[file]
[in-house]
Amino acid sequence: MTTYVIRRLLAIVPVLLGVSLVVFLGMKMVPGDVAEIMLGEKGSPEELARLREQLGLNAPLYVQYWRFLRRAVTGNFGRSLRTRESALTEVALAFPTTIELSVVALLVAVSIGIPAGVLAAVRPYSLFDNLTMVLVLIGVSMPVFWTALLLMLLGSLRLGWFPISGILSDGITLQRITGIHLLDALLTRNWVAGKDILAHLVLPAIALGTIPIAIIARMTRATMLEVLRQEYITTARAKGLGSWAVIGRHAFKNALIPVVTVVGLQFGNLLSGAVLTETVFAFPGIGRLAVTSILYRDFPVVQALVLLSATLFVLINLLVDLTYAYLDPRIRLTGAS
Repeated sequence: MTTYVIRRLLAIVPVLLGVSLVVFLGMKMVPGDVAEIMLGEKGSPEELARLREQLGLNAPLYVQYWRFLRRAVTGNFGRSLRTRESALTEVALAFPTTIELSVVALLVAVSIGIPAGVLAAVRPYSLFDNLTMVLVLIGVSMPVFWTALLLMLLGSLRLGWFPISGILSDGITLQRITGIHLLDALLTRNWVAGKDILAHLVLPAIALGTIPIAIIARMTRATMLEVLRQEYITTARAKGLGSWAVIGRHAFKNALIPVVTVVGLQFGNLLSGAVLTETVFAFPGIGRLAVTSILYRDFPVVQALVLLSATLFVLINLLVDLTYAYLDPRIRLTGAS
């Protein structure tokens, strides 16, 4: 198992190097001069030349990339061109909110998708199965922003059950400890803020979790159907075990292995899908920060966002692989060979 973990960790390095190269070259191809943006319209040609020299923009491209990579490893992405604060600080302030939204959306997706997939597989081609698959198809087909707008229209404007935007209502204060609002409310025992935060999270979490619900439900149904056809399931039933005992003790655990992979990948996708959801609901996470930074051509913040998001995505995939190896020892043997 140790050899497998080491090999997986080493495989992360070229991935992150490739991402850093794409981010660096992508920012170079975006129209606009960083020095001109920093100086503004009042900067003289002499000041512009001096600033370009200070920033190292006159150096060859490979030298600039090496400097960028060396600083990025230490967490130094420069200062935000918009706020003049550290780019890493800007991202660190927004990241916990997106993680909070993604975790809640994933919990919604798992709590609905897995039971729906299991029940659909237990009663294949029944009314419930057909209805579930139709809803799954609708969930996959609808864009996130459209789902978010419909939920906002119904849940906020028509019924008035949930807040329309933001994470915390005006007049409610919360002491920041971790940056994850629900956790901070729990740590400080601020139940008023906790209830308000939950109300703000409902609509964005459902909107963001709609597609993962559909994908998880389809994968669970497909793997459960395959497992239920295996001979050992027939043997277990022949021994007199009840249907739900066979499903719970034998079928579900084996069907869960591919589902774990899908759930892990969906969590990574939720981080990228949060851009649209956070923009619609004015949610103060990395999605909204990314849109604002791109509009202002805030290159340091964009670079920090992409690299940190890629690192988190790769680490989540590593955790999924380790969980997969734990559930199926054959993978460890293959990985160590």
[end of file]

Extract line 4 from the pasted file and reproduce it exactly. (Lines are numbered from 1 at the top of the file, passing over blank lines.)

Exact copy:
């Protein structure tokens, strides 16, 4: 198992190097001069030349990339061109909110998708199965922003059950400890803020979790159907075990292995899908920060966002692989060979 973990960790390095190269070259191809943006319209040609020299923009491209990579490893992405604060600080302030939204959306997706997939597989081609698959198809087909707008229209404007935007209502204060609002409310025992935060999270979490619900439900149904056809399931039933005992003790655990992979990948996708959801609901996470930074051509913040998001995505995939190896020892043997 140790050899497998080491090999997986080493495989992360070229991935992150490739991402850093794409981010660096992508920012170079975006129209606009960083020095001109920093100086503004009042900067003289002499000041512009001096600033370009200070920033190292006159150096060859490979030298600039090496400097960028060396600083990025230490967490130094420069200062935000918009706020003049550290780019890493800007991202660190927004990241916990997106993680909070993604975790809640994933919990919604798992709590609905897995039971729906299991029940659909237990009663294949029944009314419930057909209805579930139709809803799954609708969930996959609808864009996130459209789902978010419909939920906002119904849940906020028509019924008035949930807040329309933001994470915390005006007049409610919360002491920041971790940056994850629900956790901070729990740590400080601020139940008023906790209830308000939950109300703000409902609509964005459902909107963001709609597609993962559909994908998880389809994968669970497909793997459960395959497992239920295996001979050992027939043997277990022949021994007199009840249907739900066979499903719970034998079928579900084996069907869960591919589902774990899908759930892990969906969590990574939720981080990228949060851009649209956070923009619609004015949610103060990395999605909204990314849109604002791109509009202002805030290159340091964009670079920090992409690299940190890629690192988190790769680490989540590593955790999924380790969980997969734990559930199926054959993978460890293959990985160590």